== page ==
|Crude energy (kcal/kg)||3976|
At birth, the offspring of each female were equalized to five young males, which were divided into the following groups according to diet and periods of life: (1) CG21, 21-day-old animals whose mothers were maintained with ND during pregnancy and nursing; (2) EG21, 21-day-old animals whose mothers were maintained with AD during pregnancy and nursing; (3) CG70, animals whose mothers were maintained with AD during pregnancy and nursing and were then maintained with the same diet until 70 d of age; and (4) EG70, animals whose mothers received AD during pregnancy and nursing and were then maintained with the same diet until 70 d of age.
After weighing, the animals were euthanized by cervical dislocation and laparotomized in order to remove the jejunum.
The jejunum was initially washed in Krebs solution, ligated with cotton threads at its extremities and its lumen was filled with a syringe needle until slightly distended. After incubation in Krebs solution at room temperature for 15-30 min, the specimens were transferred to a permeabilizing agent (0.3% Triton-X in Krebs solution) for 60 s and then submitted to three 10 min washes in Krebs solution.
The specimens were then incubated for 60 min at 20 min in 20 mL of a medium containing 0.5 mg/mL nitro blue tetrazolium (Sigma-Aldrich) in distilled water (5 mL), 0.1 mol/L sodium phosphate buffer (5 mL, pH 7.3), distilled water (10 mL) and 0.5 mg/mL β-nicotinamide adenine dinucleotide (reduced form).
The reaction was stopped by immersion in 10% buffered formalin solution in which the viscera were fixed (24 h minimum). Fragments of each jejunum about 1 cm in length were opened longitudinally. The mucosal and submucosal layers of these fragments were removed and the specimens were thoroughly washed in distilled water. Finally, whole-mount preparations were laid in glycerol on a microscope slide and sealed with Entellan (Merck KGaA, Darmstadt, Germany).
The neuronal density and the profile areas of the nerve cell bodies were measured by examining the whole-mount preparations under a binocular microscope at 400x magnification. For each specimen, all neurons present in 40 microscopic fields (0.224 mm2 each) were counted (total area of 8.96 mm2). The profiles of 80 random nerve cell perikarya from each specimen were obtained on a semiautomatic device for morphometry analysis (Image pro Plus, 3.01). The data were expressed as means ± SD and compared by Kruskal-Wallis test. The level of significance was set at P < 0.05.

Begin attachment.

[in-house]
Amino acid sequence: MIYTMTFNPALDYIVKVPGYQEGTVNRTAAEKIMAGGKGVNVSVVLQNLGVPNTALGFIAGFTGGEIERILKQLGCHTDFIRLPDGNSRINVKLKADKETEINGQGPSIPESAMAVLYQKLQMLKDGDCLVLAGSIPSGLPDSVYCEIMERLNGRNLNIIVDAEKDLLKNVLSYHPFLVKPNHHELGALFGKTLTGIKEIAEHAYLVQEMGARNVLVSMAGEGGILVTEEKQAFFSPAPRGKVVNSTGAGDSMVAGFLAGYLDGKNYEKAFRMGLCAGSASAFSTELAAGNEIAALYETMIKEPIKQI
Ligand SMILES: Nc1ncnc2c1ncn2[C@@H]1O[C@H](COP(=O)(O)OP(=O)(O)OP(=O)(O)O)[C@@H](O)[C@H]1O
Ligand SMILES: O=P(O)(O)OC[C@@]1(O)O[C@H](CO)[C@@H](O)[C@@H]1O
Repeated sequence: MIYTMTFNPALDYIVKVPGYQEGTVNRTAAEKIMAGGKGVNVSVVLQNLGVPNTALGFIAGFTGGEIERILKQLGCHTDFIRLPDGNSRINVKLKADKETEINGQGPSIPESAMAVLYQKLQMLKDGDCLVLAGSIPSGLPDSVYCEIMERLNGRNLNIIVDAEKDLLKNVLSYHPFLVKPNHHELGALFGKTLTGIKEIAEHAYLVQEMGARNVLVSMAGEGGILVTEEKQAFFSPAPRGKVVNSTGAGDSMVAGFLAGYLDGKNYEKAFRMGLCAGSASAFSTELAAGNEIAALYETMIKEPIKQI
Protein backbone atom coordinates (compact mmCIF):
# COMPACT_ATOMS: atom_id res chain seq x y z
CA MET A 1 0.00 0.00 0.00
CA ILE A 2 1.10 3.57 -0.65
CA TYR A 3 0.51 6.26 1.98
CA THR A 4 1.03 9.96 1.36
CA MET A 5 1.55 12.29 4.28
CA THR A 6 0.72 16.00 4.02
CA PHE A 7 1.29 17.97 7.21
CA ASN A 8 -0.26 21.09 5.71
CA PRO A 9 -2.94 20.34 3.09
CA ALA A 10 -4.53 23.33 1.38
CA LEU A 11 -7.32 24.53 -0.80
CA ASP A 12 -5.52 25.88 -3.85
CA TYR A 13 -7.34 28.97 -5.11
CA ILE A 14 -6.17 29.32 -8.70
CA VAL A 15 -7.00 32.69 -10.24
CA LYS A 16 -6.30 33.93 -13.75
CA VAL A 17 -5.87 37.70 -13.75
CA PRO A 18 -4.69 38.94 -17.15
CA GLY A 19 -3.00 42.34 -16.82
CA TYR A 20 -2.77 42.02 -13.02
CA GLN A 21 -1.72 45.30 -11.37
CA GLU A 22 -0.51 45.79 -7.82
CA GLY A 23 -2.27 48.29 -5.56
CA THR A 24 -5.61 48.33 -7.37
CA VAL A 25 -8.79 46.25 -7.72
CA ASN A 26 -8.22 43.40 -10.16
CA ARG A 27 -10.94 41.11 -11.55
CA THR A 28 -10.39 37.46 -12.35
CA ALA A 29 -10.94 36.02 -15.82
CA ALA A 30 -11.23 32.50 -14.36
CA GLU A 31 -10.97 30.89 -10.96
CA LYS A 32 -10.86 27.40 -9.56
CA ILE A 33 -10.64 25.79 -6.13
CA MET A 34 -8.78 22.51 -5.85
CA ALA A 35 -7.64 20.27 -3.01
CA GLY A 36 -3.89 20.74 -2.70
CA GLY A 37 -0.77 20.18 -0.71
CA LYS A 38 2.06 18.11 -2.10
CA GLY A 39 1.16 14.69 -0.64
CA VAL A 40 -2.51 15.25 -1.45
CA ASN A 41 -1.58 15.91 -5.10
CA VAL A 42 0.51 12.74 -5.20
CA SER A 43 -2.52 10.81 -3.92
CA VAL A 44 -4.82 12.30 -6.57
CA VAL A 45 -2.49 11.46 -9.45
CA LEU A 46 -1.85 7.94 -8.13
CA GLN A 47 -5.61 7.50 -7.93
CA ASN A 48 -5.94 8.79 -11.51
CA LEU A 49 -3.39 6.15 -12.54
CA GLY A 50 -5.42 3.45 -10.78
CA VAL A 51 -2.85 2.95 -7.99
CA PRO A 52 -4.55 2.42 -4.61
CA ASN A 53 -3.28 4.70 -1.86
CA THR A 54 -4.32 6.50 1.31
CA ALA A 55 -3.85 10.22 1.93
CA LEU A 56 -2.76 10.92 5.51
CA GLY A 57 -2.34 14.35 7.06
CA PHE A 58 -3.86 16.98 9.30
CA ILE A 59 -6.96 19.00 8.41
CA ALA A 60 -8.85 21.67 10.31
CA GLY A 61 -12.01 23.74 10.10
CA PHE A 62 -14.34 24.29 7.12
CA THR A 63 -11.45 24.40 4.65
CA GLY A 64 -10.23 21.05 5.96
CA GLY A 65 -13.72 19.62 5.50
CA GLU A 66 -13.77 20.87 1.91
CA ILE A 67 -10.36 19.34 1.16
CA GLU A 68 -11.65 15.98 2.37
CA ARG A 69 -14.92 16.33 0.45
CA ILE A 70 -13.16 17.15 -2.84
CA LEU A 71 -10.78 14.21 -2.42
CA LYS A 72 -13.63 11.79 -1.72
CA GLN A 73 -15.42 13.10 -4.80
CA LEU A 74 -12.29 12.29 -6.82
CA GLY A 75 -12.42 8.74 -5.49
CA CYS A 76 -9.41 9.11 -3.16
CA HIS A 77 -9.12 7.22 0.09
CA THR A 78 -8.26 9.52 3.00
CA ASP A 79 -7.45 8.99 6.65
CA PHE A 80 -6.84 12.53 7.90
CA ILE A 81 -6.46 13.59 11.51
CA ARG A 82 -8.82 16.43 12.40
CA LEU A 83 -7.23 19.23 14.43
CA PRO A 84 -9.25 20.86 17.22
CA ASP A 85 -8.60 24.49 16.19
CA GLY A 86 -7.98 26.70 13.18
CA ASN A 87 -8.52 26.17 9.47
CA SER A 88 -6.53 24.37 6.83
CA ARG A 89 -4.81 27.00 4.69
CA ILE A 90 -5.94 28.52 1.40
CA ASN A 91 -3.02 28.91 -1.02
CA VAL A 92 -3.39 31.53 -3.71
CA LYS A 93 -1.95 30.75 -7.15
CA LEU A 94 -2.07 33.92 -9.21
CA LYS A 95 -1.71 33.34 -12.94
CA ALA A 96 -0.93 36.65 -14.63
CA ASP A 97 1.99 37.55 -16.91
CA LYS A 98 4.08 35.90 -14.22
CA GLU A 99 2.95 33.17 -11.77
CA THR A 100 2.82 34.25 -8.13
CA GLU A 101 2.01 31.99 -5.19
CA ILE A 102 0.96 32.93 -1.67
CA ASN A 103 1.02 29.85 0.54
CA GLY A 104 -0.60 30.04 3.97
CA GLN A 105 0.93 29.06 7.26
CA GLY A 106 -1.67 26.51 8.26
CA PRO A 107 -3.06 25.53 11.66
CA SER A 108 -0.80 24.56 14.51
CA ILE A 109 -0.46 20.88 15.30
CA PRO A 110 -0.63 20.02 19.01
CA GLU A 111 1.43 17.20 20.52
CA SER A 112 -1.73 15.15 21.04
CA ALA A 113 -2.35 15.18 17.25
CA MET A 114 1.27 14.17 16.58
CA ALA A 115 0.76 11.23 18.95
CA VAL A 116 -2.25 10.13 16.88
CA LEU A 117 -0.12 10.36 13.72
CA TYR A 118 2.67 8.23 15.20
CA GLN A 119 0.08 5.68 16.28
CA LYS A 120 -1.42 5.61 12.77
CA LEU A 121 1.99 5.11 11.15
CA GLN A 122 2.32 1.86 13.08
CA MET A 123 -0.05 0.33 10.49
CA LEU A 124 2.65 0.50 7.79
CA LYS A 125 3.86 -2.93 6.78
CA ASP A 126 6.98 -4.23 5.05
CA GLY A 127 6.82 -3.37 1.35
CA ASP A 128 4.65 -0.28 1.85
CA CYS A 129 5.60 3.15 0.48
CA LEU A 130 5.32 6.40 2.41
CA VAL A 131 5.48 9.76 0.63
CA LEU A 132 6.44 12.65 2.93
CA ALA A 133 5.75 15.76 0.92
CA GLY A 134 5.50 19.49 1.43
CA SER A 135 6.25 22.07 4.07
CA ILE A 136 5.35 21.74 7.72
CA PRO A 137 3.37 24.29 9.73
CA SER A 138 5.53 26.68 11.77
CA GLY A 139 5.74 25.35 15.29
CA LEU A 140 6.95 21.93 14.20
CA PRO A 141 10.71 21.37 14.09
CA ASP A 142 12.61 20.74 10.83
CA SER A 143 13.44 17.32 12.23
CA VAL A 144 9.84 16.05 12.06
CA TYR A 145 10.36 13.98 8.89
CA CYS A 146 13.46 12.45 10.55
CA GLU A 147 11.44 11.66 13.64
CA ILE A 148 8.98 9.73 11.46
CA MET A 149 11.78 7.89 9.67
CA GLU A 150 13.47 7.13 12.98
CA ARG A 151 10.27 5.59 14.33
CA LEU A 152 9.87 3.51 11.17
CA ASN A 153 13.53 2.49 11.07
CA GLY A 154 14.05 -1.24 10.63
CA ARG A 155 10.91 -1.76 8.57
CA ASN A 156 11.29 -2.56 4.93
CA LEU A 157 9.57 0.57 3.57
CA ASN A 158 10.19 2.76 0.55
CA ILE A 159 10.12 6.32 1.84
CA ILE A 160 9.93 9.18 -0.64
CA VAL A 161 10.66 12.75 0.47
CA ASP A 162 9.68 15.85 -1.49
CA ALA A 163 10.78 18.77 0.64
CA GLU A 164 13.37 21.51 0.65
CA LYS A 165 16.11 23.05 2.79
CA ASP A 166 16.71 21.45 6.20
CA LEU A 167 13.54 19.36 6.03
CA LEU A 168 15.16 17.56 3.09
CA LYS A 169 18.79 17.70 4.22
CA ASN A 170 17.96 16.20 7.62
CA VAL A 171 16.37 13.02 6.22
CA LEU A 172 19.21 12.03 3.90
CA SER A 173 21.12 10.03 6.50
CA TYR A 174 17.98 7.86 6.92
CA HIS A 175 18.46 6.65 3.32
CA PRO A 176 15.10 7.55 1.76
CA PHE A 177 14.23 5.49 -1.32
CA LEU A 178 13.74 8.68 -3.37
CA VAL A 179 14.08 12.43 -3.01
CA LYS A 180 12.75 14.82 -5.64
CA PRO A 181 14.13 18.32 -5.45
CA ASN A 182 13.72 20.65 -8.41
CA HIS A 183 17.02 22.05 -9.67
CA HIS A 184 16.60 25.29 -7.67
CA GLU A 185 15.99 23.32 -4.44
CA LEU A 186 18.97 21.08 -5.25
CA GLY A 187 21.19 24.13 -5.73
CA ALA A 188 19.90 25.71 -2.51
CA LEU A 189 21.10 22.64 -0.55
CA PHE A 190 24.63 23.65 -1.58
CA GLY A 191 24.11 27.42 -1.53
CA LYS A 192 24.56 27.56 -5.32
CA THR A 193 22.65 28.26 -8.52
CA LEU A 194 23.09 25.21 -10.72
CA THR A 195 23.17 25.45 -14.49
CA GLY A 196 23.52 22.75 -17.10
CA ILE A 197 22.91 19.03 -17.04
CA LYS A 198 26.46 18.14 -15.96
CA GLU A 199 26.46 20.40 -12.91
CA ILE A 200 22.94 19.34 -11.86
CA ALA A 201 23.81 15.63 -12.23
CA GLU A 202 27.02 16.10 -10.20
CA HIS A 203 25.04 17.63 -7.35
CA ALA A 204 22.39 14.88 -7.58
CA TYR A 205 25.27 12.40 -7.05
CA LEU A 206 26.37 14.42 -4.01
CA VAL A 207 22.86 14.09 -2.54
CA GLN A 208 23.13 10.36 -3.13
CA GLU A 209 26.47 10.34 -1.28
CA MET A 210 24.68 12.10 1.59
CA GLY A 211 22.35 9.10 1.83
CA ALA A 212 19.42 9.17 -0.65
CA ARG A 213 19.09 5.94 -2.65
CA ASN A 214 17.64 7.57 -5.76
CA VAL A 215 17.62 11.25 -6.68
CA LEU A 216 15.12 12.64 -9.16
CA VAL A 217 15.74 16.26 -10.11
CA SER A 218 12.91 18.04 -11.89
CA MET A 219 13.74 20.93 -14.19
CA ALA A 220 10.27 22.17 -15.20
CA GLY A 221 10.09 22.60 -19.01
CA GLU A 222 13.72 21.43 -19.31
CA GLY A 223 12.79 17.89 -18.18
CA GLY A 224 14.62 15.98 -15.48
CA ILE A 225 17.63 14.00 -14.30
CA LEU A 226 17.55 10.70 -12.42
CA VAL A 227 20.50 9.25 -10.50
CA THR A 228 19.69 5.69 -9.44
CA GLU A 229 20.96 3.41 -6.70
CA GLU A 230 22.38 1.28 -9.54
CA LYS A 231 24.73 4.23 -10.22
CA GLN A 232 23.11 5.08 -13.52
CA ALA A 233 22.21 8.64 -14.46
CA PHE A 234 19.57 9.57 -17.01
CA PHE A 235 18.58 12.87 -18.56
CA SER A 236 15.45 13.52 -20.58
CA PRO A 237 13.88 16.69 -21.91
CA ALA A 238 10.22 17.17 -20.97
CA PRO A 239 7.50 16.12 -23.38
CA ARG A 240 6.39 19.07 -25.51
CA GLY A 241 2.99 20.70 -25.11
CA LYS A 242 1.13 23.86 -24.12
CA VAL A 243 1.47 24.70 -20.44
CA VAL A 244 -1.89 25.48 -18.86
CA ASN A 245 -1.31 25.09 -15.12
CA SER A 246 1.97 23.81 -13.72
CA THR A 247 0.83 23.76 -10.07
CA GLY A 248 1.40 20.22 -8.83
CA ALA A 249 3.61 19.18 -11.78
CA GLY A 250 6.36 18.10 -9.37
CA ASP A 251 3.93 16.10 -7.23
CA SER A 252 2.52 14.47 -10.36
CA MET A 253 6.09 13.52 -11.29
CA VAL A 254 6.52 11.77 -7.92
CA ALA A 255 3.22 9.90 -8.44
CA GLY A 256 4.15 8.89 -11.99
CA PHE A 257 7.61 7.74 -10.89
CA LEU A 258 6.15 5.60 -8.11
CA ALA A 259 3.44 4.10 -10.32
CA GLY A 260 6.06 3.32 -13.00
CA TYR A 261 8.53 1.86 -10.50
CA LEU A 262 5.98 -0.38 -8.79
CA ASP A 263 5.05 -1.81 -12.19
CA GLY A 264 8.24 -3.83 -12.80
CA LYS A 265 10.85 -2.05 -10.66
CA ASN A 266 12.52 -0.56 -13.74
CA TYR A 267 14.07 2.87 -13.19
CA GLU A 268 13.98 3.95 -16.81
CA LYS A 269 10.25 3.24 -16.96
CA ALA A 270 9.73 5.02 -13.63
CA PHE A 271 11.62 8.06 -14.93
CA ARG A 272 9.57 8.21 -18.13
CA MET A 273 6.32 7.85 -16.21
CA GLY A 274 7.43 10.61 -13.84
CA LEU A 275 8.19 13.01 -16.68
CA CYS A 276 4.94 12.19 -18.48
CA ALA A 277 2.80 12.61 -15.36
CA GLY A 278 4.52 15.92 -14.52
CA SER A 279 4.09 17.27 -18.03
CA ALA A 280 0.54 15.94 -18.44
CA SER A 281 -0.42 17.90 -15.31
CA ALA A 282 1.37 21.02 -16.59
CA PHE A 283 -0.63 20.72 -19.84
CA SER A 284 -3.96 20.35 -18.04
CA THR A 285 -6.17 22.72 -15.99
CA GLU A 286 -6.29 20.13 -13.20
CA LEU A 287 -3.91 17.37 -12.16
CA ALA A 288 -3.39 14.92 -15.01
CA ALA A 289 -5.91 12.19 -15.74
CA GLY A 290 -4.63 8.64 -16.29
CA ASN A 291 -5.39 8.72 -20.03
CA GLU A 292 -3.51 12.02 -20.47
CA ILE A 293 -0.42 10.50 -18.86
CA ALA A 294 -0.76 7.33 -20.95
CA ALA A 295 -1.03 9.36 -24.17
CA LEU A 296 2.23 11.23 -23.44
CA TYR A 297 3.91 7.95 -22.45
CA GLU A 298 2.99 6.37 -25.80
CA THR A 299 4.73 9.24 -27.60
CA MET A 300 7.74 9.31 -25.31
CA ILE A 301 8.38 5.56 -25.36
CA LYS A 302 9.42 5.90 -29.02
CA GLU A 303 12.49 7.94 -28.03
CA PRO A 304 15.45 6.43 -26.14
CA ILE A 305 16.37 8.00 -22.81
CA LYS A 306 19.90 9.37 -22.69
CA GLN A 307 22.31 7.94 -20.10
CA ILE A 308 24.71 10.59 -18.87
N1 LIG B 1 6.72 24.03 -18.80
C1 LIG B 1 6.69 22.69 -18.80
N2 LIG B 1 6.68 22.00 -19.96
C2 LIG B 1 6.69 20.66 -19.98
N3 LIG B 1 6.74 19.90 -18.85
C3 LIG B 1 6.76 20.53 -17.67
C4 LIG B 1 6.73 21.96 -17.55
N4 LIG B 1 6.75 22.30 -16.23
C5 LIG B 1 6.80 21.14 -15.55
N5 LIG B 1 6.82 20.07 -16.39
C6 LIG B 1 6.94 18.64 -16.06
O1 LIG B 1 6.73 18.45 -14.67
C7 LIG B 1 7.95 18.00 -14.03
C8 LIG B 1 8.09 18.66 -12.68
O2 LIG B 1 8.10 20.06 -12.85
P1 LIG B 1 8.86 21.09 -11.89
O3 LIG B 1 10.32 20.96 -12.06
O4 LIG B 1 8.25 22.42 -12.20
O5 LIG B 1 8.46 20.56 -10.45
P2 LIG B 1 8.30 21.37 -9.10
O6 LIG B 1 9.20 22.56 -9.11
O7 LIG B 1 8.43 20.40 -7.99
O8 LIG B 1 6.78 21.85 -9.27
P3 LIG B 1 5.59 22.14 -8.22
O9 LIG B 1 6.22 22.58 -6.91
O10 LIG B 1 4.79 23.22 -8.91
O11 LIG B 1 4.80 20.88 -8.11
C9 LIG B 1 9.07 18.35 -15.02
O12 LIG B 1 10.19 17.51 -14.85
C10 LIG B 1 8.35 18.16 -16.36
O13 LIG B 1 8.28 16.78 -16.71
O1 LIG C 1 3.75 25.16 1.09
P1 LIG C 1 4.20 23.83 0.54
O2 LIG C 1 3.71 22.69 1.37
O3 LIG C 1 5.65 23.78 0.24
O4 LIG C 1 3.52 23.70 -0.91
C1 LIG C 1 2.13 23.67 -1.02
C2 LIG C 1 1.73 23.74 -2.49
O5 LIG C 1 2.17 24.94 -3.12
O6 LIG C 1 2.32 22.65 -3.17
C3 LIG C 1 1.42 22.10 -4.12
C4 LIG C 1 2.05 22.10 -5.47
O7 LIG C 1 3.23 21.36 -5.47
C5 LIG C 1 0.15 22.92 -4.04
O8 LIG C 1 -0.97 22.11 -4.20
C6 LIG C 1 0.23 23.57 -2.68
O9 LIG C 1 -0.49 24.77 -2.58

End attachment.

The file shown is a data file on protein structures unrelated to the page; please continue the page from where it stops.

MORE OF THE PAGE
All experimental procedures were reviewed and approved by the Bioethics Committee of the School of Medicine and Veterinary of the University of São Paulo.
The animals fed with an autoclaved diet (EG21 and EG70) showed an increase in body weight of 0.83% and 6.3%, respectively, compared to animals in the CG21 and CG70 (Table 2). However, there was no statistically significant difference (P > 0.05) when comparing groups of same age (21 d and 70 d).
|Group||Body weight (g)||No. of neurons||Cell body area (μm2)|
|CG21||46.8 ± 1.61||1061.0 ± 50.721||230.0 ± 10.91|
|EG21||47.2 ± 1.71||1168.0 ± 71.421||282.1 ± 7.02|
|CG70||237.4 ± 10.32||881.4 ± 38.962||347.4 ± 13.43|
|EG70||252.4 ± 11.12||969.4 ± 82.032||377.4 ± 22.03|
Through the nicotinamide adenine dinucleotide (NADH)-diaphorase reaction, it was verified that the myenteric plexus was organized in elongated ganglia containing neurons of different sizes in all studied groups. These ganglia were scattered and arranged in parallel in the same direction as the muscle bundles of the circular layer of the muscular coat of jejunum.
The number of myenteric neurons present in 8.96 mm2 of jejunum differed between the 21- and 70-day-old animals, with lower amounts present in the 70-day-old animals (P < 0.05) (Table 2). However, when comparing the same age groups, (CG21 and EG21; CG70 and EG70), the number of neurons was shown to not change after use of autoclaved diet. Animals from the EG21 and EG70 groups showed an increase of 9.2% and 9% in the number of neurons when compared with the CG21 and CG70 groups, respectively, but this increase did not reach statistical significance (P > 0.05).
The area of the neuron cell bodies ranged from 105.1 μm2 to 553.9 μm2 in the CG21 group and from 101.1 μm2 to 640.7 μm2 in the EG21 group. In the CG70 group, the dimensions ranged from 95.2 μm2 to 713.2 μm2 and from 97.3 μm2 to 843 μm2 in the EG70 group.
The average size of myenteric neurons was smaller (P < 0.05) for younger animals (CG21 and EG21) compared to the 70-day-old animals (CG70 and EG70). The neurons from the CG70 and EG70 groups showed an increase in their average area of around 51% and 33.8%, respectively, when compared to their control groups (CG21 and EG21) (Table 2).